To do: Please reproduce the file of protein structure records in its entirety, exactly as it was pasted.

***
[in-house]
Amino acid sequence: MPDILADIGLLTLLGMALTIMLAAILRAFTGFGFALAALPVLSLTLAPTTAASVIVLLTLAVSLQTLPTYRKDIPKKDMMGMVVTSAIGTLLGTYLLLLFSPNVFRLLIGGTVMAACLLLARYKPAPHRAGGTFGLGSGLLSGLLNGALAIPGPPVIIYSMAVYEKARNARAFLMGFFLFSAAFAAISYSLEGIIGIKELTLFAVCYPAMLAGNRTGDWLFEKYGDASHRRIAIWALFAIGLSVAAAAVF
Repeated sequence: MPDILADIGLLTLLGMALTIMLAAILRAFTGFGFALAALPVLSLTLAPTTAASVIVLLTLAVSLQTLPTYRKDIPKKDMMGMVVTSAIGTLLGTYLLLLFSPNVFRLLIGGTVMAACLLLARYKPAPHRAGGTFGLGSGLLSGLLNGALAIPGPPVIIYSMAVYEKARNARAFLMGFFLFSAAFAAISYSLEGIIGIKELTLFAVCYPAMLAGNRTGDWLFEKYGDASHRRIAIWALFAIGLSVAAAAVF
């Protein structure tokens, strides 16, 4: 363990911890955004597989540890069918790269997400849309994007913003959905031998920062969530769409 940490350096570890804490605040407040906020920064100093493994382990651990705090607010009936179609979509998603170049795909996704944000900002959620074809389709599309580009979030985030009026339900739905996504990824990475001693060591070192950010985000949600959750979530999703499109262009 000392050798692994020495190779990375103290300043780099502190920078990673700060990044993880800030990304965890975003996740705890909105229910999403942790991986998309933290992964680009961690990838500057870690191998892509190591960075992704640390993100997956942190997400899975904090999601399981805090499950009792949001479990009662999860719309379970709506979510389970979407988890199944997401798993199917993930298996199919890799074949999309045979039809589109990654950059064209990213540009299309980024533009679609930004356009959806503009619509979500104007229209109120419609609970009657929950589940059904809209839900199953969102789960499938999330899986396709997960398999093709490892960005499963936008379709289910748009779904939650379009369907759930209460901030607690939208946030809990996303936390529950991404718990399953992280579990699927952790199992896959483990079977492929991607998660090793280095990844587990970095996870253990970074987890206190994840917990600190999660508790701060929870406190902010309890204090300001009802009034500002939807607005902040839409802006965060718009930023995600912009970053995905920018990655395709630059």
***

[in-house]
Amino acid sequence: MPDILADIGLLTLLGMALTIMLAAILRAFTGFGFALAALPVLSLTLAPTTAASVIVLLTLAVSLQTLPTYRKDIPKKDMMGMVVTSAIGTLLGTYLLLLFSPNVFRLLIGGTVMAACLLLARYKPAPHRAGGTFGLGSGLLSGLLNGALAIPGPPVIIYSMAVYEKARNARAFLMGFFLFSAAFAAISYSLEGIIGIKELTLFAVCYPAMLAGNRTGDWLFEKYGDASHRRIAIWALFAIGLSVAAAAVF
Repeated sequence: MPDILADIGLLTLLGMALTIMLAAILRAFTGFGFALAALPVLSLTLAPTTAASVIVLLTLAVSLQTLPTYRKDIPKKDMMGMVVTSAIGTLLGTYLLLLFSPNVFRLLIGGTVMAACLLLARYKPAPHRAGGTFGLGSGLLSGLLNGALAIPGPPVIIYSMAVYEKARNARAFLMGFFLFSAAFAAISYSLEGIIGIKELTLFAVCYPAMLAGNRTGDWLFEKYGDASHRRIAIWALFAIGLSVAAAAVF
């Protein structure tokens, strides 16, 4: 363990911890955004597989540890069918790269997400849309994007913003959905031998920062969530769409 940490350096570890804490605040407040906020920064100093493994382990651990705090607010009936179609979509998603170049795909996704944000900002959620074809389709599309580009979030985030009026339900739905996504990824990475001693060591070192950010985000949600959750979530999703499109262009 000392050798692994020495190779990375103290300043780099502190920078990673700060990044993880800030990304965890975003996740705890909105229910999403942790991986998309933290992964680009961690990838500057870690191998892509190591960075992704640390993100997956942190997400899975904090999601399981805090499950009792949001479990009662999860719309379970709506979510389970979407988890199944997401798993199917993930298996199919890799074949999309045979039809589109990654950059064209990213540009299309980024533009679609930004356009959806503009619509979500104007229209109120419609609970009657929950589940059904809209839900199953969102789960499938999330899986396709997960398999093709490892960005499963936008379709289910748009779904939650379009369907759930209460901030607690939208946030809990996303936390529950991404718990399953992280579990699927952790199992896959483990079977492929991607998660090793280095990844587990970095996870253990970074987890206190994840917990600190999660508790701060929870406190902010309890204090300001009802009034500002939807607005902040839409802006965060718009930023995600912009970053995905920018990655395709630059």